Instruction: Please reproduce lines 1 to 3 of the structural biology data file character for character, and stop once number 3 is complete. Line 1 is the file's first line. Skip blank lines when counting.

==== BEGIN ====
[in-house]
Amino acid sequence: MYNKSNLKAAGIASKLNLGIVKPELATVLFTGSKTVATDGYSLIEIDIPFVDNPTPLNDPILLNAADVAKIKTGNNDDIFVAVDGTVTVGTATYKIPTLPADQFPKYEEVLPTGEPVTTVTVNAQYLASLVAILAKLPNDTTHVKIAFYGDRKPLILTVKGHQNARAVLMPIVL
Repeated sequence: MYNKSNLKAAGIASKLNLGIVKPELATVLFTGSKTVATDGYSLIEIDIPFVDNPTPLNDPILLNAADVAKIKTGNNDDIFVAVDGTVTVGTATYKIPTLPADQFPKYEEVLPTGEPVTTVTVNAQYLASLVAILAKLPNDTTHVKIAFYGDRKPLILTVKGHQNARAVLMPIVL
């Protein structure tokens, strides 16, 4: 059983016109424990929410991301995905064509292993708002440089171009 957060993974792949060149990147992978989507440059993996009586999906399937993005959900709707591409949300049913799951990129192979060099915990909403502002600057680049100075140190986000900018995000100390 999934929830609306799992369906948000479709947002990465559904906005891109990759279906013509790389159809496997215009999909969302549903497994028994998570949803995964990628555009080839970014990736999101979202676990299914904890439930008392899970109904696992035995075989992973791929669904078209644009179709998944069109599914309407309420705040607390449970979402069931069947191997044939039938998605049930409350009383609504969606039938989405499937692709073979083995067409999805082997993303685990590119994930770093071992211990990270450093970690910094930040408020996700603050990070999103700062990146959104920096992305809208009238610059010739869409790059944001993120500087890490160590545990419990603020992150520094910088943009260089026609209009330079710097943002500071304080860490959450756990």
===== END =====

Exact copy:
[in-house]
Amino acid sequence: MYNKSNLKAAGIASKLNLGIVKPELATVLFTGSKTVATDGYSLIEIDIPFVDNPTPLNDPILLNAADVAKIKTGNNDDIFVAVDGTVTVGTATYKIPTLPADQFPKYEEVLPTGEPVTTVTVNAQYLASLVAILAKLPNDTTHVKIAFYGDRKPLILTVKGHQNARAVLMPIVL
Repeated sequence: MYNKSNLKAAGIASKLNLGIVKPELATVLFTGSKTVATDGYSLIEIDIPFVDNPTPLNDPILLNAADVAKIKTGNNDDIFVAVDGTVTVGTATYKIPTLPADQFPKYEEVLPTGEPVTTVTVNAQYLASLVAILAKLPNDTTHVKIAFYGDRKPLILTVKGHQNARAVLMPIVL